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JoVE – Increasing the productivity of scientific research

I just found this amazing resource for scientific experiments and more.  They have over 2500 videos that teach laboratory fundamentals.   Their video categories include; general, neuroscience, immunology and infection, clinical and translational medicine, bioengineering, applied physics, chemistry, behavior, and environment.  I just watched DNA extraction from paraffin embedded material for Genetic and Epigenetic Analyses.  I can now go try this in my lab.  Wonderful, I hope this helps!

 

http://www.jove.com/

 

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Hematoxylin and Eosin Quality Control

We need to ensure quality of H&E sections, so when reviewing the daily H&E, we are looking for blue nuclei with chromatin and a well stained nuclear membrane. Also we are looking for 3 shades of eosin, light, medium and dark red/pink. Some of this is determined by the kind of eosin used.  If a control is questionable we should run a second control that we are sure of to ensure that the problem, is a staining problem and not a tissue problem. Over decalcified, over heated or poorly processed/fixed tissue can stain poorly even if all solutions in the H&E stain are OK. When doing H&E on frozen sections extra care must be taken if the slides are fixed in Formalin after cutting. Formalin or concentrated formaldehyde can act as a reducing agent. The best way to remedy this problem is to change the hematoxylin frequently. Frequently can be defined by the lab.  Some labs like clinical hospitals, where the volume is high, may determine a frequency based on number of slides, day or weeks.  Clinical labs are usually controlled by the pathologist, therefore whatever the pathologist wants, is what will become the norm. For smaller labs this is not the case.  Generally a smaller lab will inspect the color intensity of the hematoxylin on a weekly basis to determine the right time to change it.  As a rule of thumb, hematoxylin must be filtered before each days use.  This helps to keep the floating precipitate out, removes any extraneous cells and lets it keep longer.  The time in the 95% alcohols after eosin is where the three shades of eosin are differentiated so these times may need to be adjusted for best results.

Rat Liver H&E 20x
Rat Liver H&E 20x

reducing agent (also called a reductant or reducer) is the element or compound in an oxidation-reduction reaction that donates an electron to another species. Because the reducing agent is losing electrons, we say it has been oxidized. (http://en.wikipedia.org/wiki/Reducing_agent)

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Elastic Fiber Pictures

Human skin VVG 20x
Human skin VVG 20x
Human skin VVG 10x
Human skin VVG 10x

Here are the other 2 pictures that were going to be in the previous post, plus 6 more.  The other 6 are also 10x,20x, and 40x of 2 different tissues.  I can not imagine what life would be like without flexibility.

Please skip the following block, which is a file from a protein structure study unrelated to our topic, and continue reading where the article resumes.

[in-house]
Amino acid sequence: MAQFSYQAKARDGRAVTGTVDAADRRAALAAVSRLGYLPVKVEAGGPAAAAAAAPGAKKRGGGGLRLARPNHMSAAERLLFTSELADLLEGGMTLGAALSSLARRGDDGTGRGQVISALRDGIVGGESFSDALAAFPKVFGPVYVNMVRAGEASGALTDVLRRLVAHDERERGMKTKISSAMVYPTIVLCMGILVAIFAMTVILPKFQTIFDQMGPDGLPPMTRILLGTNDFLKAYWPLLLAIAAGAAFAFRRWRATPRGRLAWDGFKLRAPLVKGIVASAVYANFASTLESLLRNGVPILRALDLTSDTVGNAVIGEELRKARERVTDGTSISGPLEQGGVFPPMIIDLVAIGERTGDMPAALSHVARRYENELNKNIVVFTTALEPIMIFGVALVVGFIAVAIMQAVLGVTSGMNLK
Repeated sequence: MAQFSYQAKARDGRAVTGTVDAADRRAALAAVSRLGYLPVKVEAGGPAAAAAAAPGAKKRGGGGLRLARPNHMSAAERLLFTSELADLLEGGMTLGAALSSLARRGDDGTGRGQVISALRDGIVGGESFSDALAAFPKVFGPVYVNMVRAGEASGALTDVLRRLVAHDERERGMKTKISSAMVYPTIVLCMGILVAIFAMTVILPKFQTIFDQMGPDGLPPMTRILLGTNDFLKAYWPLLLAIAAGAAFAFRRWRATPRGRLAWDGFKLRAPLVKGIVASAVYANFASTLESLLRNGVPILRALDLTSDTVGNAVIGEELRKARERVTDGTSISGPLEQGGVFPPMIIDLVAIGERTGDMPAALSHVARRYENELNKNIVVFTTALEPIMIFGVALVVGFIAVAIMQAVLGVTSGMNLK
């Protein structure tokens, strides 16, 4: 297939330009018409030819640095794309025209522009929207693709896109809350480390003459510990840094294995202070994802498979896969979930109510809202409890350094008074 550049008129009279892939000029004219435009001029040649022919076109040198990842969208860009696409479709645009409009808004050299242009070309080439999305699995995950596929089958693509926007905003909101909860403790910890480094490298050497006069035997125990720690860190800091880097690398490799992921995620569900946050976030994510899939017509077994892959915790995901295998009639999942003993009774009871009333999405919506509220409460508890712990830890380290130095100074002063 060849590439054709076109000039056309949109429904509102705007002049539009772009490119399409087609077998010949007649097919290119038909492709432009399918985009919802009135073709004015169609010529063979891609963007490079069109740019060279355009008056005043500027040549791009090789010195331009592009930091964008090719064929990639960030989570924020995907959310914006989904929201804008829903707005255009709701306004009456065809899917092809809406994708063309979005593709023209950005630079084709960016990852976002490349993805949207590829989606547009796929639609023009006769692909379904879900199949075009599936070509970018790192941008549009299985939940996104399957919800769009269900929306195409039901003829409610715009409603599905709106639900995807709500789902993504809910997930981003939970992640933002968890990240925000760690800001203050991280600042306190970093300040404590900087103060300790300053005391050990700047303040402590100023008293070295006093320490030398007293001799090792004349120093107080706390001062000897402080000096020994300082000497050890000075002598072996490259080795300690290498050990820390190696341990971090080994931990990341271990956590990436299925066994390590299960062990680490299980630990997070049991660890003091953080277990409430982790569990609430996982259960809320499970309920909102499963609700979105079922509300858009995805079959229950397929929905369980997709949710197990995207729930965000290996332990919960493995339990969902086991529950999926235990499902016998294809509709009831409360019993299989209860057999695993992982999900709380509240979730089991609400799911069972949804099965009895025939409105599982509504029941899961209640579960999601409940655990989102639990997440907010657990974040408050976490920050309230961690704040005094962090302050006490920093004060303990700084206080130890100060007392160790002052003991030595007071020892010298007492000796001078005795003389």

Aorta Verhoeff Van Gieson 10x
Aorta Verhoeff Van Gieson 10x
Aorta Verhoeff Van Gieson 20x
Aorta Verhoeff Van Gieson 20x
Aorta Verhoeff Van Gieson 40x
Aorta Verhoeff Van Gieson 40x
Human Uterus Verhoeff Van Gieson 10x
Human Uterus Verhoeff Van Gieson 10x
Human Uterus Verhoeff Van Gieson 20x
Human Uterus Verhoeff Van Gieson 20x
Human Uterus Verhoeff Van Gieson 40x
Human Uterus Verhoeff Van Gieson 40x
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Verhoeff Van Gieson Stain

Safety equipment: Work under a hood with lab coat, gloves, and glasses.

  1. De-paraffin slides in xylene (1) —————— 2 minutes (re-use)
  2. De-paraffin slides in xylene (2)——————- 2 minutes (re-use)
  3. Clear slides in 100% alcohol———————- 2 minutes
  4. Clear slides in 100% alcohol———————- 2 minutes
  5. Hydrate slides in 95% alcohol——————— 2 minutes
  6. Hydrate slides in running water——————- 5 minutes
  7.  VVG working solution—————————— 60 minutes (re-use)
  8. Wash in running water—————————— 2 minutes
  9. Differentiate sections microscopically in 2% ferric chloride until the elastic fibers are distinct and the background is colorless to light grey.  If the sections are differentiated too far, re-stain. (see notes below)
  10. Rinse in DH2O—————————————- 1 minute
  11. Sodium thiosulfate———————————– 1 minute (re-use)
  12. Wash in running water—————————— 5 minutes
  13. Counterstain in Van Gieson’ s——————— 1 minute (re-use)
  14. Dehydrate in 95% alcohol————————– 1 minute
  15. Dehydrate in 95% alcohol———————— 1 minute
  16. Dehydrate in 100% alcohol———————- 1 minute
  17. Dehydrate in 100% alcohol———————- 2 minutes
  18. Dehydrate in 100% alcohol———————- 2 minutes
  19. Clear in xylene (3)———————————- 2 minutes
  20. Clear in xylene (4)———————————- 5 minutes
  21. Coverslip 

Results:

Elastic Fibers —————————————- Black

Background —————————————— Yellow

Notes:

  1. It is easy to over differentiate.  If the background is completely colorless so that a clear yellow counterstain is obtained, the section may be over differentiated.  It is probably better to err on the side of under differentiating.
  2. Over differentiated sections can be re-stained.
  3. Do not prolong the Van Gieson stain; picric acid could differentiate the stain further.
  4. Be sure to follow the order of adding all reagents when making the Verhoeff’s solution.
  5. To clean the Verhoeff’s stain out of the jar, wash with 2% ferric chloride solution for a few minutes.
  6. For optimal results differentiate the control slide first.

Porcine Aorta VVG 40x